I mentioned M-Pesa earlier – this was also highly innovative and exploited existing gaps in the financial system by jumping on to the growth in telecommunications as a very real solution. This actually began as an effort to use mobile phones for microfinance loans and only later evolved to mobile money. Now it has developed to permeate financial services broadly – but the message is clear – African businesses need to try things and keep innovating until they find the perfect solution. Sometimes that will entail failure – but they must keep trying or they will never find optimal solutions.
Listening and connecting to consumers is a key component in accelerating digitisation and one market that gives us rich guidance for bow to adapt is the tech-savvy consumer under 30. After all, 50% of the world’s population is under the age of 30, yet they feel they are not being listened to by decision-makers. This must change.
The recent Global Shapers survey published by the World Economic Forum highlights that the workforce – and consumer – in the new digital age expects society to transform more quickly by using technology. Businesses across Africa therefore need to analyse and understand the world’s in which they operate to be successful and this will not happen without harnessing artificial intelligence (AI), the Cloud and Internet of Things (IoT), among others like robotics. Young people suspect that the next big technology trend will come from AI, the most popular option chosen with 28% of votes in the Shapers survey, followed by “biotechnology” and “robotics” (11.5% and 9.3%). In the Middle East and North Africa region, however, “internet of things” holds a strong 2nd position, with 18.2% of votes, far ahead of “robotics” and “biotechnology” (8.6% and 7.2%, respectively).
Artificial intelligence and machine learning have myriad benefits. They can help root out fraudulent financial transactions for instance; or connect with customers via messenger apps to handle queries. The only question we should be asking is: How we can we make it happen?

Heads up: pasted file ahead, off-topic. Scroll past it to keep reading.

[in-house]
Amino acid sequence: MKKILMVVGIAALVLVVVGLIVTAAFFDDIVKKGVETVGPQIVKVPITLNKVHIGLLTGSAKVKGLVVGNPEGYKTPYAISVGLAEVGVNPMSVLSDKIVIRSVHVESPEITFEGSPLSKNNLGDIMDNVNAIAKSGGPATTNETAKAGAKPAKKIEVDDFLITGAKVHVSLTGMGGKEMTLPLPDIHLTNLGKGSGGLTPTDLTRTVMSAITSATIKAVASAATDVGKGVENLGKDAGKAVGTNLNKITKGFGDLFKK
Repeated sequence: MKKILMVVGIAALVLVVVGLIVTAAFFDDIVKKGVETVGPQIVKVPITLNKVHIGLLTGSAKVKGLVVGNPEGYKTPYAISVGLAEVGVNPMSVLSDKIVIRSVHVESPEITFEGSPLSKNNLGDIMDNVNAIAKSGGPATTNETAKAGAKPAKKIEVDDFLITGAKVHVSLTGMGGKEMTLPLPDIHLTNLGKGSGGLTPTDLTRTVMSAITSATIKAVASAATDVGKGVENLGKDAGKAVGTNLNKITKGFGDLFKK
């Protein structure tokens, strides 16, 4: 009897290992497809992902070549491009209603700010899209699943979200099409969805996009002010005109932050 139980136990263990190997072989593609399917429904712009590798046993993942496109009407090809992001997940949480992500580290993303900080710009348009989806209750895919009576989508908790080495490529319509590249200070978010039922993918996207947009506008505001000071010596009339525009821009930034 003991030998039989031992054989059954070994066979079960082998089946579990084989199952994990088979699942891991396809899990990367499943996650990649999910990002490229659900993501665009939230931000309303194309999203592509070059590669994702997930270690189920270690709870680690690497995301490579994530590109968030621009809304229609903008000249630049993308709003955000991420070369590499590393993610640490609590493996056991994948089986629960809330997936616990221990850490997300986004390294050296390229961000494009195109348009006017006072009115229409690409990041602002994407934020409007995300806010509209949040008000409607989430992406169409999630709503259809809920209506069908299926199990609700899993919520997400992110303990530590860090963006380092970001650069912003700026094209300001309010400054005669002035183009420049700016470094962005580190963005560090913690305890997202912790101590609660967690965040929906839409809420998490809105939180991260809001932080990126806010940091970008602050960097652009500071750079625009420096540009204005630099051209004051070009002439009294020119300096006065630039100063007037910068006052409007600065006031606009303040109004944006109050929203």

This then entails identifying opportunities to save money and to grow. Saving money may entail a careful analysis of current spending to realise that too much is being spent internally on IT in a particular business, for instance. Savings can be halved by finding alternative and more workable models, in our experience. Another company may be spending too much on procurement and by spending less they can do more by putting their own system to better use – for instance putting their platforms in the “cloud” to fuel growth.
At the end of the day, businesses across Africa need to adapt for the intelligent customer. These clients are demanding services similar to those they get on existing platform providers like Amazon or Facebook. They expect a very different experience online and this means businesses must re-imagine experiences by improving their understanding of customers. They want to interact with businesses in a way which enriches their lives and so that they find products and services more rewarding.
Businesses that are successful must be fascinated with clients – in fact they must obsess about what clients are experiencing and never design things without asking consumers first. Intelligent organisations of the future will provide a better service for people and save costs. But to be smart, African businesses need to truly understand their clients and accelerate their digital adoption today, or be left behind by those who do.